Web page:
Water in the north-eastern Chinese city of Harbin has been declared safe to drink after a toxic chemical leak.
Children have been urged to take bottled water to school
Running water was switched off to the city's 3.8m people for five days after 100 tonnes of benzene spilled into the Songhua river.
Despite reassurances by city officials, some residents said they were still too nervous to drink the water.
Communities further along the river are having to cut off their water supplies as the polluted slick moves downstream.
Russia has warned the spill is heading towards its Amur river, which feeds water to more than 500,000 residents of the Khabarovsk region. But officials say they expect pollution levels to be substantially lower than those in the Songhua.
The water supply in Harbin was switched back on on Sunday. For the previous five days, people had had to rely on bottled water and water delivered by lorries.
"Harbin's water is now safe to use and drink," said Xiu Tinggong of the city's health inspection bureau.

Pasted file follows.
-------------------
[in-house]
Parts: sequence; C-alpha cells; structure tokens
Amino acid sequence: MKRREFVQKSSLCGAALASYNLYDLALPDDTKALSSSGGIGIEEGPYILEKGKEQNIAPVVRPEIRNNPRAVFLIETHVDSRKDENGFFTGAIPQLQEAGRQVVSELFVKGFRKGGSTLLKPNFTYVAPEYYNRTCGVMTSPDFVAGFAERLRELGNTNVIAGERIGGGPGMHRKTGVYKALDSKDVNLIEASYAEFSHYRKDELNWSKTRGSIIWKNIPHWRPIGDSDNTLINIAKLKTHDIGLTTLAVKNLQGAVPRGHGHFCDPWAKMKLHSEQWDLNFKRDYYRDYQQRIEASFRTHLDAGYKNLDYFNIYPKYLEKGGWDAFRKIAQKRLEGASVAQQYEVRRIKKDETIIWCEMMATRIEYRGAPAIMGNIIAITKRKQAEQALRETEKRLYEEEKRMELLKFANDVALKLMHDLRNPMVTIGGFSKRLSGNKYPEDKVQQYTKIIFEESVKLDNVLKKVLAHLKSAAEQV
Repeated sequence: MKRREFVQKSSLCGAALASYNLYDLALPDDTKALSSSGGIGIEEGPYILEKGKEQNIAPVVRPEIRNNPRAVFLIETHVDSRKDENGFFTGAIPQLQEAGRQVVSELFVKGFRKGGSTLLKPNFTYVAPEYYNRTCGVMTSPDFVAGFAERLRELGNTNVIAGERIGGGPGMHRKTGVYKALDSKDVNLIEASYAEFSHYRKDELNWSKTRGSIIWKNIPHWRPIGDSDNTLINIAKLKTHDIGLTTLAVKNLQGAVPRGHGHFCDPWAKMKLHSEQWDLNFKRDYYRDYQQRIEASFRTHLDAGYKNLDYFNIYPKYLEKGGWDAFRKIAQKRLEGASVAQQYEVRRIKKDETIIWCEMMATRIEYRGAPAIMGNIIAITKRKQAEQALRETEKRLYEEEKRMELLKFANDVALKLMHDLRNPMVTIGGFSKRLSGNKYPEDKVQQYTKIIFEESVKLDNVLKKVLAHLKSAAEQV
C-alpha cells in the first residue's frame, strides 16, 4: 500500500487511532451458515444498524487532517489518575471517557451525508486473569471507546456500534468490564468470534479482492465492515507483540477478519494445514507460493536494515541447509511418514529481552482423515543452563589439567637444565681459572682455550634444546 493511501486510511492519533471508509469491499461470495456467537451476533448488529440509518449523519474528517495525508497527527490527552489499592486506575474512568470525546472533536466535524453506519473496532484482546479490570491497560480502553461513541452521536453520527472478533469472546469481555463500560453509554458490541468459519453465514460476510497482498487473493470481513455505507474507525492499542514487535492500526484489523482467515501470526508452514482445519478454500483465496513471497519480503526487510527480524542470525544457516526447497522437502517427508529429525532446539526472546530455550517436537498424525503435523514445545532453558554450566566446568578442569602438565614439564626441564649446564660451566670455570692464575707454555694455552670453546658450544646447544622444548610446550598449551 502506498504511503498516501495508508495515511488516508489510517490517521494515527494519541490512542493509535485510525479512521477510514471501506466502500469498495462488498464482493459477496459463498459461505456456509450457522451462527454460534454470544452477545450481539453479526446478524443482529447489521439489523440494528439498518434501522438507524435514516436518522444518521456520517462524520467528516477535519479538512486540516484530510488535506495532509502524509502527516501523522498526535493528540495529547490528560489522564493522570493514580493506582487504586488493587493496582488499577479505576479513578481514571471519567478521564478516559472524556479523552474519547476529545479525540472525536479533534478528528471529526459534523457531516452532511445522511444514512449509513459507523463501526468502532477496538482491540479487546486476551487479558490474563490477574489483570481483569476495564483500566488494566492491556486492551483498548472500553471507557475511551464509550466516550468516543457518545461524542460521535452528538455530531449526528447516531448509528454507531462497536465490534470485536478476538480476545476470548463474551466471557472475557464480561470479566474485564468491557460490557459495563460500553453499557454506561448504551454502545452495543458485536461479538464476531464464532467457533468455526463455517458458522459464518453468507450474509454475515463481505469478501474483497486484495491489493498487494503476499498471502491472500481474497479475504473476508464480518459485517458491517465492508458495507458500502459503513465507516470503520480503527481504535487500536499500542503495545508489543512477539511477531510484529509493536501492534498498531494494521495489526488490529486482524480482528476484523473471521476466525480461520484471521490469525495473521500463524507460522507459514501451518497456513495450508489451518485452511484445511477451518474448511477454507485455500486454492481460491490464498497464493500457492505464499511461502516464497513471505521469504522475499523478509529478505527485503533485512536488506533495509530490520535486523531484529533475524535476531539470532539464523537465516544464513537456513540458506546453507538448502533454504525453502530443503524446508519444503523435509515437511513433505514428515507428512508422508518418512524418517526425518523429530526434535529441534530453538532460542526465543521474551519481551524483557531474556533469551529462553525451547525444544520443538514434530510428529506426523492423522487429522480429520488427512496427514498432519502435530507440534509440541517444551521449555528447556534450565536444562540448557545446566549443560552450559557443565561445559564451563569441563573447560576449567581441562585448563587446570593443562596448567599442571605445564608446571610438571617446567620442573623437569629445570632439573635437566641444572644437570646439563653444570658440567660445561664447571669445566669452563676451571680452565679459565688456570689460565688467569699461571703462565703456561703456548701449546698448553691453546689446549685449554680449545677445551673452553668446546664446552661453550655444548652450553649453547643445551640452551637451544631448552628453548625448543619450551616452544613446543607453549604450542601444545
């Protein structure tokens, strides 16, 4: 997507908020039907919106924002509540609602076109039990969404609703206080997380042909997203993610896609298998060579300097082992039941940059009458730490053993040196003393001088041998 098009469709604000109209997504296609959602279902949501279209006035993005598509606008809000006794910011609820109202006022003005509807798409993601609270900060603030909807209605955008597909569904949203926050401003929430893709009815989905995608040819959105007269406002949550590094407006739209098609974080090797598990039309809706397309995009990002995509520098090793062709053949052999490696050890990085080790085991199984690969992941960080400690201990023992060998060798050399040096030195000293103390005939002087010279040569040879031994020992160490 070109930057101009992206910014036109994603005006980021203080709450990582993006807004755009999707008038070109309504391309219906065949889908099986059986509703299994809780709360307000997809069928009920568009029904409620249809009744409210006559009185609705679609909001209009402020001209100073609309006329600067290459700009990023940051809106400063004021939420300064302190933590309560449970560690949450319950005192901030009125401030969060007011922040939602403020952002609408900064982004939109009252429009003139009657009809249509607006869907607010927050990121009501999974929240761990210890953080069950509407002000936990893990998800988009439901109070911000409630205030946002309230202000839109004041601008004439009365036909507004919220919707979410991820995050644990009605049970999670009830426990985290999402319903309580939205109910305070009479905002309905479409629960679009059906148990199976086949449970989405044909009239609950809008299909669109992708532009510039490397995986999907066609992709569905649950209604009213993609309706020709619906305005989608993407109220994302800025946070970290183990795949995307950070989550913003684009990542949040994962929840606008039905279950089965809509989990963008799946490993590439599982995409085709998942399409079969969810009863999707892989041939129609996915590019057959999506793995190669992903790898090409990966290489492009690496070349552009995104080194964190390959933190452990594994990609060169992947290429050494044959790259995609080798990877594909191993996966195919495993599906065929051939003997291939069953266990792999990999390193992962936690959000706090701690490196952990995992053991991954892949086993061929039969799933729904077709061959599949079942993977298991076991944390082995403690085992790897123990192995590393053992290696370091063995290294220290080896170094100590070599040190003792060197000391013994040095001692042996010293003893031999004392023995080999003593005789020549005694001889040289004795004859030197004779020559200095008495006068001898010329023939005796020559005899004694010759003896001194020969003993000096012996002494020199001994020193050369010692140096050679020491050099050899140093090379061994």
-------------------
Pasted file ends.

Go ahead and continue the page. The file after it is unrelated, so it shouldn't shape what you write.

"Everybody can rest assured that the water is safe."
But not everyone is convinced.
"We still can't be sure that it's safe," bank worker Sun Ning was quoted by the Associated Press as saying.
"It's not that we don't trust the government but we are still not totally at ease."
And education chiefs have told schools to buy in "quality drinking water" or instruct the city's 400,000 school children to take bottled water from home when they go back to school on Wednesday.
Meanwhile, downstream in Yilan County, 30,000 people were to have their water supplies closed off four days.
The spillage was caused by an explosion on 13 November at a petrochemical plant upstream in Jilin.
Harbin's water supply was cut off eight days later.
Local government officials initially said it was for mains maintenance. Only after state media revealed the water could have been contaminated by the blast did the authorities admit very high levels of the highly poisonous toxin, which is also carcinogenic, had been found.
Beijing pledged to hold an inquiry, as government credibility came into question.